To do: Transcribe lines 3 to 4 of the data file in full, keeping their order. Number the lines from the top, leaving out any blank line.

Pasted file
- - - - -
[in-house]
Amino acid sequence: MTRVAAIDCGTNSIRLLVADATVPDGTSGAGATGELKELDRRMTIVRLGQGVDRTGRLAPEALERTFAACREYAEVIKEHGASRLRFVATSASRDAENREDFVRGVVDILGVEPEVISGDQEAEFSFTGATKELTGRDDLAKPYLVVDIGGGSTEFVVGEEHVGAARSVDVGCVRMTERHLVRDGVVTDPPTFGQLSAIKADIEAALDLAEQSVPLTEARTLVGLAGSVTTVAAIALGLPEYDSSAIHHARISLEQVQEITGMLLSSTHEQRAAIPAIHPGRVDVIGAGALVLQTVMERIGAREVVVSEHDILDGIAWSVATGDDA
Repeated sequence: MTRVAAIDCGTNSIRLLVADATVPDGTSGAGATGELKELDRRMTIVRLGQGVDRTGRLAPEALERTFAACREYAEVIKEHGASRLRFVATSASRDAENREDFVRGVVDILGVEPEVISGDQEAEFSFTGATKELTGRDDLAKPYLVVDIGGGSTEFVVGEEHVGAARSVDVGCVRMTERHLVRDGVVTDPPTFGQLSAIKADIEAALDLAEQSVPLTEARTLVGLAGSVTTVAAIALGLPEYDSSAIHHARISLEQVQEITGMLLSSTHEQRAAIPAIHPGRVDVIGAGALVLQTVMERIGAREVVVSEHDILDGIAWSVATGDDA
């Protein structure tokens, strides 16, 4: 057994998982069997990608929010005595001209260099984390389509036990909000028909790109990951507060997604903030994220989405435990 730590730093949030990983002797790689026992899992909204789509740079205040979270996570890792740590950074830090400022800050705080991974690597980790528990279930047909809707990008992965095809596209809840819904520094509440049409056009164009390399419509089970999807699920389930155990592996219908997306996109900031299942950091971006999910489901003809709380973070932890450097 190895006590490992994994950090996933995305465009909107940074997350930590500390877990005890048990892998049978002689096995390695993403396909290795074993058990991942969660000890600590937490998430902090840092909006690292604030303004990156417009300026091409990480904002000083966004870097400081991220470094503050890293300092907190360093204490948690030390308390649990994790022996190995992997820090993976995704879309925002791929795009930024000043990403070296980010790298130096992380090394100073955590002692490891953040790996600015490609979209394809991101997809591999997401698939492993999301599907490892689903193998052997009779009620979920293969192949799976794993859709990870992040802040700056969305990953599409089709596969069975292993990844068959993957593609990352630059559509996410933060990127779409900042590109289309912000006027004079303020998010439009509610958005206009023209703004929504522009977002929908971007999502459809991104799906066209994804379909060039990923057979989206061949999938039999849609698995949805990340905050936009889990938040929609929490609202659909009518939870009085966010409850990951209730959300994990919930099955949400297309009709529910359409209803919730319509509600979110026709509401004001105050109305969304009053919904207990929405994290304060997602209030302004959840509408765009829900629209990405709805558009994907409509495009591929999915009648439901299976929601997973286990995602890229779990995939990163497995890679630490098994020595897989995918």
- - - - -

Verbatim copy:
Repeated sequence: MTRVAAIDCGTNSIRLLVADATVPDGTSGAGATGELKELDRRMTIVRLGQGVDRTGRLAPEALERTFAACREYAEVIKEHGASRLRFVATSASRDAENREDFVRGVVDILGVEPEVISGDQEAEFSFTGATKELTGRDDLAKPYLVVDIGGGSTEFVVGEEHVGAARSVDVGCVRMTERHLVRDGVVTDPPTFGQLSAIKADIEAALDLAEQSVPLTEARTLVGLAGSVTTVAAIALGLPEYDSSAIHHARISLEQVQEITGMLLSSTHEQRAAIPAIHPGRVDVIGAGALVLQTVMERIGAREVVVSEHDILDGIAWSVATGDDA
């Protein structure tokens, strides 16, 4: 057994998982069997990608929010005595001209260099984390389509036990909000028909790109990951507060997604903030994220989405435990 730590730093949030990983002797790689026992899992909204789509740079205040979270996570890792740590950074830090400022800050705080991974690597980790528990279930047909809707990008992965095809596209809840819904520094509440049409056009164009390399419509089970999807699920389930155990592996219908997306996109900031299942950091971006999910489901003809709380973070932890450097 190895006590490992994994950090996933995305465009909107940074997350930590500390877990005890048990892998049978002689096995390695993403396909290795074993058990991942969660000890600590937490998430902090840092909006690292604030303004990156417009300026091409990480904002000083966004870097400081991220470094503050890293300092907190360093204490948690030390308390649990994790022996190995992997820090993976995704879309925002791929795009930024000043990403070296980010790298130096992380090394100073955590002692490891953040790996600015490609979209394809991101997809591999997401698939492993999301599907490892689903193998052997009779009620979920293969192949799976794993859709990870992040802040700056969305990953599409089709596969069975292993990844068959993957593609990352630059559509996410933060990127779409900042590109289309912000006027004079303020998010439009509610958005206009023209703004929504522009977002929908971007999502459809991104799906066209994804379909060039990923057979989206061949999938039999849609698995949805990340905050936009889990938040929609929490609202659909009518939870009085966010409850990951209730959300994990919930099955949400297309009709529910359409209803919730319509509600979110026709509401004001105050109305969304009053919904207990929405994290304060997602209030302004959840509408765009829900629209990405709805558009994907409509495009591929999915009648439901299976929601997973286990995602890229779990995939990163497995890679630490098994020595897989995918």